Protests breed mask protests

The focus on masking in public arose this session as a result of protests on college campuses over the Israel-Hamas conflict. Video footage and still photographs from UNC Chapel Hill and other protests across the country show many of the protesters wearing face masks and sunglasses. Those tactics helped shield the identities of some of the demonstrators.

Civil liberties advocates have encouraged masks and eye coverings to make it more difficult for police to use surveillance and facial recognition technology to target people who are exercising their free speech rights.

The bill allows law enforcement officers and property owners to ask someone to temporarily remove their mask so they can be identified. It also increases penalties for people who are wearing masks while blocking roadways intentionally during protests or while committing a crime.

“Bad actors have been using masks to conceal their identity when they commit crimes and intimidate the innocent,” Sen. Danny Britt, a Lumberton Republican, said in a statement after the governor’s veto. “Instead of helping put an end to this threatening behavior, the governor wants to continue encouraging these thugs by giving them more time to hide from the consequences of their actions. I look forward to casting a vote to override this veto and allowing those with actual health concerns to protect themselves and others.”

As the political jockeying plays out, questions are swirling about masks. A sampling includes:

  • What if I have allergies, can I still wear a mask?
  • I am a cancer patient but don’t have a contagious disease. Am I breaking the law if I wear a mask?

When asked by a reporter if a cloth mask could be worn at the grocery store or while mowing the lawn, Torbett said it was his understanding that they could.

“As long as you’re not breaking the law,” he said.

Immune deficiencies

Ginny Dudek, a registered nurse, was outside the Legislative Building on June 11 with a group of people speaking out against the proposal.

“As a person with common variable immune deficiency, I am speaking for myself and my friends to express urgency and the need to protect our health.” Dudek said. “My body doesn’t make antibodies to fight infection and for this reason, I wore a mask long before COVID to try to reduce infection and injury to my lungs. This is a lifelong condition with no cure in sight.”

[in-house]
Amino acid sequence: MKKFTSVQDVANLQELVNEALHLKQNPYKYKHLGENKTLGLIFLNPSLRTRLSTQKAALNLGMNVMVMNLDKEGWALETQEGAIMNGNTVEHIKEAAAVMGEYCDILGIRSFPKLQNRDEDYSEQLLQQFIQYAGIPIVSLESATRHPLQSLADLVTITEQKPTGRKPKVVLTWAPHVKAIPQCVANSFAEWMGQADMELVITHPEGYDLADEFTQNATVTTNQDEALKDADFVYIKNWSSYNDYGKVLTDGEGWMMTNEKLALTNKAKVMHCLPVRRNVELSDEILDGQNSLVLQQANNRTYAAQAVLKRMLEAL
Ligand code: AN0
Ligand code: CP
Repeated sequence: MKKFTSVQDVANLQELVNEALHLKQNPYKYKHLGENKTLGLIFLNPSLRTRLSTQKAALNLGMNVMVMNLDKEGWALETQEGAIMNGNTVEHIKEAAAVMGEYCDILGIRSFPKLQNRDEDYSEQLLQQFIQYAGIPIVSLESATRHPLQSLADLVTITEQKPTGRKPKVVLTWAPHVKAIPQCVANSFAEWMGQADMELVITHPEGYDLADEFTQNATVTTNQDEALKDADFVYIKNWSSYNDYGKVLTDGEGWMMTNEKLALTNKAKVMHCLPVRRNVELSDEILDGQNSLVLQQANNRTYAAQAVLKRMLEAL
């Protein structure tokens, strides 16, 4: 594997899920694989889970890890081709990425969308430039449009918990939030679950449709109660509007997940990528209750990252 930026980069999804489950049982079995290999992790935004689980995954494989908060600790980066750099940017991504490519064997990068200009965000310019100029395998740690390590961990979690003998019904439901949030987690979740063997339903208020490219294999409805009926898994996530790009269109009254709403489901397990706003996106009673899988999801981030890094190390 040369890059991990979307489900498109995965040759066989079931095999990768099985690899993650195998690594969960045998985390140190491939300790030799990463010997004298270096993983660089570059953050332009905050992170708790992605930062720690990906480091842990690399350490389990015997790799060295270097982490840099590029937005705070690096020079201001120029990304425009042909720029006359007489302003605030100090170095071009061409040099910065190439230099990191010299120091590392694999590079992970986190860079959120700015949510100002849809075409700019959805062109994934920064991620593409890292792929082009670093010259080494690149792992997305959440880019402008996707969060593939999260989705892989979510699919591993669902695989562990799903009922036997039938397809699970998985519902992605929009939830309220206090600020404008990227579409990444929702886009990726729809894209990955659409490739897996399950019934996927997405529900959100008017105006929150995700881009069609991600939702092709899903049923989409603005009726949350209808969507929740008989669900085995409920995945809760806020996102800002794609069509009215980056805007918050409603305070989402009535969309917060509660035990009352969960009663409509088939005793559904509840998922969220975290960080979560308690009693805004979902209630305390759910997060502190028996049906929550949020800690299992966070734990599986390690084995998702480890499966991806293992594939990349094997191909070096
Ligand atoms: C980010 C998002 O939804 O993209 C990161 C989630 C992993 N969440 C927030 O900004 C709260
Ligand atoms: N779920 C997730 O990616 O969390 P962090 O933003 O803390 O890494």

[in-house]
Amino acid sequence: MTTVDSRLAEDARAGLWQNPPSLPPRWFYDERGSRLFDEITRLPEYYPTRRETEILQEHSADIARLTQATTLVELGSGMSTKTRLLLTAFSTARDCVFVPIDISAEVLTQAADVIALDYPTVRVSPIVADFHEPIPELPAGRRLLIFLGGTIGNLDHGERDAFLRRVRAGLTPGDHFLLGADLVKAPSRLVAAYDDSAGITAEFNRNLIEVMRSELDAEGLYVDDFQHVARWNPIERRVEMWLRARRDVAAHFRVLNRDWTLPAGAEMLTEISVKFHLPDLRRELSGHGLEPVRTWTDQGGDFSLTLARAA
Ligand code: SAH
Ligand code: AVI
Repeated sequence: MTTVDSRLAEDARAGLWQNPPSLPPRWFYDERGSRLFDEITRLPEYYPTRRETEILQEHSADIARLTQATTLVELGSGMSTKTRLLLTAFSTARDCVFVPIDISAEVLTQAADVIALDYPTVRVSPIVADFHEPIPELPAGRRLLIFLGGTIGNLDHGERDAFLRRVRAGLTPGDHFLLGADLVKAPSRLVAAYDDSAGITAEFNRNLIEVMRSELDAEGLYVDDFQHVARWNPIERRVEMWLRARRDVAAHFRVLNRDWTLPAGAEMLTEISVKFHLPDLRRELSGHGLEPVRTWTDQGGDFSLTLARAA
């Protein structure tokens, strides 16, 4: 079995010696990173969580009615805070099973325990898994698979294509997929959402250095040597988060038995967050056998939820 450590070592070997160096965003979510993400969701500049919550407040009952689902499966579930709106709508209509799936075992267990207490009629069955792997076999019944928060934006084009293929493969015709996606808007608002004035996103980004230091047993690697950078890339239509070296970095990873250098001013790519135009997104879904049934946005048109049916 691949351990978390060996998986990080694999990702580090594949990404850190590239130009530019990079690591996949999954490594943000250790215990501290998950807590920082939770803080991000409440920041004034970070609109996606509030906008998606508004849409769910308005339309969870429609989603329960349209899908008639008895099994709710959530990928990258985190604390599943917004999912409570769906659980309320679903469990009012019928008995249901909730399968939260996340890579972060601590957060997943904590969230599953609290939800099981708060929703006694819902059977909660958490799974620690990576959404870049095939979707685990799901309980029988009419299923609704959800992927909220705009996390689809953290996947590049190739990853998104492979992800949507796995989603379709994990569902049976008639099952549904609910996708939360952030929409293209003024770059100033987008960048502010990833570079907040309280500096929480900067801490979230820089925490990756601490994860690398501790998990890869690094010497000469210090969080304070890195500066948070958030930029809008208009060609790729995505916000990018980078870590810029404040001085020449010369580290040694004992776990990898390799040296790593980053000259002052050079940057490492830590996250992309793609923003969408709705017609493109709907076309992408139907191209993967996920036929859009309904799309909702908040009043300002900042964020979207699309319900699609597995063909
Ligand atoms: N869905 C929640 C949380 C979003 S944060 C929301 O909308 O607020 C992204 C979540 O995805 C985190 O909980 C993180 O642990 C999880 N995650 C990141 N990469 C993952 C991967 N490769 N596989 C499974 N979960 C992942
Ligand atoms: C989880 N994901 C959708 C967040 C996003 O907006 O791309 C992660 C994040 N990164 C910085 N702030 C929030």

The bill that was approved by the House — only hours after Dudek and democracy advocates spoke — went from bad to worse, she said.

“As written, a mask must only be worn for the purpose of preventing the spread of contagious disease,” Dudek pointed out. “This bill added language that gives anyone who is in the same space as me, whether it is in a public or private location, the right to request that I remove my mask to show my face.”

Dudek said “the likelihood of someone asking a gray-haired Boomer like me, who for the most part lives in a bubble, to remove my mask is unlikely. However, people of all ages and races have immune deficiencies and need the right to wear a mask to protect them from contracting contagious, respiratory infections.”

Tobi Lippin, a Durham resident who also has an immune deficiency, has many of the same concerns as Dudek. She does not have a contagious disease, she said, but she would be vulnerable if someone asked her to remove her mask.

“The current language is not specific enough,” Lippin told NC Health News. “The mask is the only tool we have to protect ourselves.”

The post Mask bill questions swirl as N.C. lawmakers weigh veto override appeared first on North Carolina Health News.

Related Articles

Back to top button